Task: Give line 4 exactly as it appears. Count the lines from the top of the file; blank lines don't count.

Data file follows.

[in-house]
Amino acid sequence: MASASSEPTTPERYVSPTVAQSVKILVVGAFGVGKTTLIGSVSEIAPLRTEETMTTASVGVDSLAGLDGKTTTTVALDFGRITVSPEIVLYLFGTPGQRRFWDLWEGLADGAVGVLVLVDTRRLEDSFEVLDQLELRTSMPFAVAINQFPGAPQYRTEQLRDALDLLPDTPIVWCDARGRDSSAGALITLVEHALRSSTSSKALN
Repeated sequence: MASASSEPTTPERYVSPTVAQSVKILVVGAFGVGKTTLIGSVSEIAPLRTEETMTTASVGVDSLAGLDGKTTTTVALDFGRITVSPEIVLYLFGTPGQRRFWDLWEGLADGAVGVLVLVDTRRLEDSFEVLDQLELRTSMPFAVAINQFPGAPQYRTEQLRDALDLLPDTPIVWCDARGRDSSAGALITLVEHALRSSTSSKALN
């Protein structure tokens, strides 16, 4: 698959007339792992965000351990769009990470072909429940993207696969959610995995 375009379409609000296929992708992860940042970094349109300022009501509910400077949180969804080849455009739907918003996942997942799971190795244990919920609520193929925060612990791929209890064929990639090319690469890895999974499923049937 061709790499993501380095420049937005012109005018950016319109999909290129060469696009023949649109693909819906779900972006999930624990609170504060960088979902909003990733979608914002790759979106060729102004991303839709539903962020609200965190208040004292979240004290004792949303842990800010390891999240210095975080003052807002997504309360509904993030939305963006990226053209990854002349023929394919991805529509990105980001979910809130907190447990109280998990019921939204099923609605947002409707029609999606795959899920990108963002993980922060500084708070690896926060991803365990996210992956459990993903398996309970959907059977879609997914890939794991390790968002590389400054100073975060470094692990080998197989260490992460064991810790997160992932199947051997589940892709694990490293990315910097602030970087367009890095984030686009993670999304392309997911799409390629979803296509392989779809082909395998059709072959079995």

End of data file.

């Protein structure tokens, strides 16, 4: 698959007339792992965000351990769009990470072909429940993207696969959610995995 375009379409609000296929992708992860940042970094349109300022009501509910400077949180969804080849455009739907918003996942997942799971190795244990919920609520193929925060612990791929209890064929990639090319690469890895999974499923049937 061709790499993501380095420049937005012109005018950016319109999909290129060469696009023949649109693909819906779900972006999930624990609170504060960088979902909003990733979608914002790759979106060729102004991303839709539903962020609200965190208040004292979240004290004792949303842990800010390891999240210095975080003052807002997504309360509904993030939305963006990226053209990854002349023929394919991805529509990105980001979910809130907190447990109280998990019921939204099923609605947002409707029609999606795959899920990108963002993980922060500084708070690896926060991803365990996210992956459990993903398996309970959907059977879609997914890939794991390790968002590389400054100073975060470094692990080998197989260490992460064991810790997160992932199947051997589940892709694990490293990315910097602030970087367009890095984030686009993670999304392309997911799409390629979803296509392989779809082909395998059709072959079995």